I had the same symptom when the STIC IC failed on one of my Intellivisions. It would play for a half hour or so until the chip started to get ridiculously hot and than the system would crash. It would than crash again almost immediately until I allowed the chip to cool than it would work again for another half hour or so. I replaced it with another STIC IC from a parts system and I was back in business. So I would try leaving the system on with it’s original adapter for a few hours and than see if crashes.

 

Could you give me some insight into the STIC IC and what it does? I have no idea, just did a quick Google search, but got all kinds of unrelated stuff. Really appreciate the input. :thumbsup:

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That line with the three dots usually means DC. AC is sometimes written as 16V~950mA. And AC would not specify tip +/-. I've read people using AC adapters as low as 9V DC with Intellivision II. Can too low a voltage damage anything? Someone should test the original AC adaptor to see if it is actually supplying 16V rms under load.

 

The problem might just be the end connector. You can cut them off and put the new connector on the original ac adapter.

 

Edit: dont know how much that ac adapter cost but be carefull with cheap ones shipping from china

 

Yeah, the end connector... how would one go about swapping that if I was interested? Any good tutorials out there? Just curious how hard it would be.

 

It cost $12 shipped, I knew it might not work. I felt like it was worth the gamble. It did tell me that it has something to do with the output connector (seemingly at this point).

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Yeah, the end connector... how would one go about swapping that if I was interested? Any good tutorials out there? Just curious how hard it would be.

 

It cost $12 shipped, I knew it might not work. I felt like it was worth the gamble. It did tell me that it has something to do with the output connector (seemingly at this point).

First try and clean the existing connector if you can; hopefully that works. If not I would put a new connector simply by cutting the wires, twisting them together and wrapping with electrical tape; making sure there is enough tape between them so there is no short. I'm sure there is a better way but that's what I'd do. It doesn't matter with an AC power supply but I would probably make sure the inner and outer connectors are wired the same as the original.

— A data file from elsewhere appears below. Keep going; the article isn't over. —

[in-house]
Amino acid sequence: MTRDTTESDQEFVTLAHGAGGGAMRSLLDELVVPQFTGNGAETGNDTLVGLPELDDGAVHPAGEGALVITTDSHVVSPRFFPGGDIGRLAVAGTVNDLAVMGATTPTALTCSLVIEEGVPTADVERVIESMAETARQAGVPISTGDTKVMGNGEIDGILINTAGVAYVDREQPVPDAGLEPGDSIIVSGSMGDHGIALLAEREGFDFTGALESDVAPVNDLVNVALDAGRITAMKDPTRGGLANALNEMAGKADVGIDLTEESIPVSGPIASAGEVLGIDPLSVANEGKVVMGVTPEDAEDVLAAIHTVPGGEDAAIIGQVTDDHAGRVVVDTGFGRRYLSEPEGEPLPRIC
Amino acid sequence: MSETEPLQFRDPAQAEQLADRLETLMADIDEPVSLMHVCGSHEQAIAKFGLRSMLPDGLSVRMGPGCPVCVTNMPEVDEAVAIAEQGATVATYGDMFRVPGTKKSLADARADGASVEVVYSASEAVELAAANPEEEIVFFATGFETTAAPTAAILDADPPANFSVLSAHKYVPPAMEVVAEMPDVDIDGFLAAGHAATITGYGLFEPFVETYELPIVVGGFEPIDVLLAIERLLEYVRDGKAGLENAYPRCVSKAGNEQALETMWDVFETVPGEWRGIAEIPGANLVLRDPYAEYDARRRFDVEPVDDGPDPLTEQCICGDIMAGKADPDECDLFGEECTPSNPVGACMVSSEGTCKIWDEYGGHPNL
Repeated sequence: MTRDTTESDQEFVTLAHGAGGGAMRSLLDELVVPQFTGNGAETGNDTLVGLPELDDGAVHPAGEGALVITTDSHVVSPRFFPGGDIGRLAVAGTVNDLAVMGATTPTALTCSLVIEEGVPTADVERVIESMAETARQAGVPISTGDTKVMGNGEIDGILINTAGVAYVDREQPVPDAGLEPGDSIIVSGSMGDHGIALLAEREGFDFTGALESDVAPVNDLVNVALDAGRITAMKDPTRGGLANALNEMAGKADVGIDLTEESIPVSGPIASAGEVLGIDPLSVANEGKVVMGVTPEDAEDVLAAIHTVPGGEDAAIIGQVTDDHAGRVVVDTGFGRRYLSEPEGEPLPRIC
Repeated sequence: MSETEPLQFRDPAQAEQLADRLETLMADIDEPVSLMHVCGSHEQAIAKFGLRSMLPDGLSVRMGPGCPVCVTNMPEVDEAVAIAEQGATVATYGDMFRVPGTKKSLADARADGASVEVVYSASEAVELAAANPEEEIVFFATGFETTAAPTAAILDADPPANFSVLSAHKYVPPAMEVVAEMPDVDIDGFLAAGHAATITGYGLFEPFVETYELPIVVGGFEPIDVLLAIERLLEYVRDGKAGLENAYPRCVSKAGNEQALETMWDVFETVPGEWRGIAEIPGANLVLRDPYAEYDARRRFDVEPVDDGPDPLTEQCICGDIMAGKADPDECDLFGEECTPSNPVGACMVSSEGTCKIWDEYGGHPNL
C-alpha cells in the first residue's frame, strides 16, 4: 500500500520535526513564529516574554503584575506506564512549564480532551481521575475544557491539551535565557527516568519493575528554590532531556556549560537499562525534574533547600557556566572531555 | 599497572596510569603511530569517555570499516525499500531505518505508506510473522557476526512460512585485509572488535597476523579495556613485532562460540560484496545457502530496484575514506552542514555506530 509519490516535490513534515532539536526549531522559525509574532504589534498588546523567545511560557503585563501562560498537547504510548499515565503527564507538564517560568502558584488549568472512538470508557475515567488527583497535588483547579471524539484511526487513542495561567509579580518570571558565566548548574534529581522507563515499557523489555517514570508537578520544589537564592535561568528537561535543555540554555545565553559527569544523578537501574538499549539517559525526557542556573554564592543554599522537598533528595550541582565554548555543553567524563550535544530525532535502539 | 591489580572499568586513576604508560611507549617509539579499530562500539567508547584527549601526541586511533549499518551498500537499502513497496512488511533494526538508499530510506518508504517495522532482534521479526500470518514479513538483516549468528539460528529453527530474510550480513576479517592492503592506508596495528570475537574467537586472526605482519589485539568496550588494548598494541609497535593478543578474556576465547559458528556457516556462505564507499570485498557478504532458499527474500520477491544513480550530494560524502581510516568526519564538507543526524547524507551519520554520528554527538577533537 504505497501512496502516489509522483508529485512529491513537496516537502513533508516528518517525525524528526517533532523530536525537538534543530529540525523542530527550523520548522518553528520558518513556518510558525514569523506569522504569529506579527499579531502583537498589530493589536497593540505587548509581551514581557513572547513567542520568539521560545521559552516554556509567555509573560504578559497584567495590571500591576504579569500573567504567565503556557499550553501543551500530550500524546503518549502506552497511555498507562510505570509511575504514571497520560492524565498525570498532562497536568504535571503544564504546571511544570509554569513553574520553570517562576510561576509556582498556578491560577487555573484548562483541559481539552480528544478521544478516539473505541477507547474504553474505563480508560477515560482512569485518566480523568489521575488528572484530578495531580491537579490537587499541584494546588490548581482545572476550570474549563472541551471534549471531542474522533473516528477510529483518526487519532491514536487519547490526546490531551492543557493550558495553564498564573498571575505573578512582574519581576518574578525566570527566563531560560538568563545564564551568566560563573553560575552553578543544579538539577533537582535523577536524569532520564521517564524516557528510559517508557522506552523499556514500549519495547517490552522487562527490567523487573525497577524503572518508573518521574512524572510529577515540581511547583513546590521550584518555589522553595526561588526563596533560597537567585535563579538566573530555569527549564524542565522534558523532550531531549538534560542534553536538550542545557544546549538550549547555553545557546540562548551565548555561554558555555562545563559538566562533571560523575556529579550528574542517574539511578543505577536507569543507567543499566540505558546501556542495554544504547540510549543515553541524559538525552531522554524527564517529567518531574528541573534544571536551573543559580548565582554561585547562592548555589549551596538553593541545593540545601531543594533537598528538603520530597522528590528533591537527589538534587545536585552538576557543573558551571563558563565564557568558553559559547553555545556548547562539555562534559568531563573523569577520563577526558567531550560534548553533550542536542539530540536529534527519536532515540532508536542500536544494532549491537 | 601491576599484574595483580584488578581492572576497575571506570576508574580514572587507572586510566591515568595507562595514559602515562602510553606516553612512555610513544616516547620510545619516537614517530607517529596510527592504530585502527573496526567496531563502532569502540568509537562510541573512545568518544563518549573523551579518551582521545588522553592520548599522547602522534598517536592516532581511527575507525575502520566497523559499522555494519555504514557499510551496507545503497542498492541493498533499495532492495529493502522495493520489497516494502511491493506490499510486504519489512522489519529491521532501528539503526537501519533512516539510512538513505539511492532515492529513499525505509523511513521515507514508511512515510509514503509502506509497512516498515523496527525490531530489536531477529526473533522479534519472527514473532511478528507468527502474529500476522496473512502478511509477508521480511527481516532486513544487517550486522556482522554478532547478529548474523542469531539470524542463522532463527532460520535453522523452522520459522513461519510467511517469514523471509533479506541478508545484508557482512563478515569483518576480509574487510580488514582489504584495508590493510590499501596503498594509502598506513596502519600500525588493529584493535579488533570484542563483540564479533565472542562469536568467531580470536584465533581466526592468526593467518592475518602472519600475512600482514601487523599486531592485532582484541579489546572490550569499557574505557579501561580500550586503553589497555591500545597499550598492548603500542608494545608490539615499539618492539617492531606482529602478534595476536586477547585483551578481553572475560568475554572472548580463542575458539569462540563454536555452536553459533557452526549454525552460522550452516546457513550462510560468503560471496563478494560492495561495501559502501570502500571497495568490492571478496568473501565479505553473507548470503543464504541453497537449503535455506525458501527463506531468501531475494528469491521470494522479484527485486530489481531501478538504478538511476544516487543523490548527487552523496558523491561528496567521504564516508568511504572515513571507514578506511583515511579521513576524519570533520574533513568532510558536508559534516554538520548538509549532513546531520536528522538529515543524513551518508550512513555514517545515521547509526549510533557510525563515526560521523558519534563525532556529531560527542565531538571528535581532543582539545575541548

That $12 dollar AC adapter is not necessarily cheap, and just because its made in China doesn't mean its poor quality. I was thinking of the under $4 AC adapters I see on ebay. Check with your multimeter how close its voltage is to 16V. If you don't have your instructions there's lots of info out there on using multimeters. Maybe 16V is just too high for the Intellivision?

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I have an inexpensive multimeter I used when repairing an arcade machine years ago. I'm not an expert with electrical systems by any means. If you don't mind, what would be the process for checking the output? I don't want to fry myself... :-o

 

 

 

Could you give me some insight into the STIC IC and what it does? I have no idea, just did a quick Google search, but got all kinds of unrelated stuff. Really appreciate the input. :thumbsup:

Standard television interface chip STIC is like the INTV's GPU it’s what renders the graphics.

 

If your original power supply connector is corroded inside and is making poor contact just roll up a piece of sand paper a sand the inside of the barrel. If you don't get a good connection after that than the connector needs to be replaced.

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If your original power supply connector is corroded inside and is making poor contact just roll up a piece of sand paper a sand the inside of the barrel.

 

Wow... this worked like a charm! Old power pack now works without any special contortions. Actually can jostle the wire, turn the plug, etc, and it stays powered on solid.

 

I had poked a small screwdriver bit in there to scrape at it before, but I wasn't thinking sandpaper. Great suggestion.

 

Will still see if I can determine what the problem is with aftermarket unit, but I'm back in the game.

Edited by PowerPakBlog
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FYI, The new one tested a steady 16.2V 2.15A of DC.

Original Mattel INTV supplies have rated outputs of 16.2 and 16.7. So 16.2V sounds good to me.

 

I don't think you measured the amperage right. To test amps with a multieter you need to have to put the red probe inserted into the amp socket on the multimeter and have it inline with the adapter with a load. I don't suggest you worry about doing that. You don't have to worry about the amp output as the system should only draw what it needs. As long as the adapter is supplying at least 1 amp or over it's fine.

 

If the the problem doesn't reoccur with your original supply I say just use that one and forget about the new one.

Edited by thecrypticodor

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I don't think you measured the amperage right. To test amps with a multieter you need to have to put the red probe inserted into the amp socket on the multimeter and have it inline with the adapter with a load. I don't suggest you worry about doing that. You don't have to worry about the amp output as the system should only draw what it needs. As long as the adapter is supplying at least 1 amp or over it's fine.

 

Right on. I took a crash course on YouTube. Problem would be no load condition, didn't realize that part. I was just excited to find out I could measure anything, thanks for your help.

 

Yep, old one is working now, so problem solved! Thanks, all.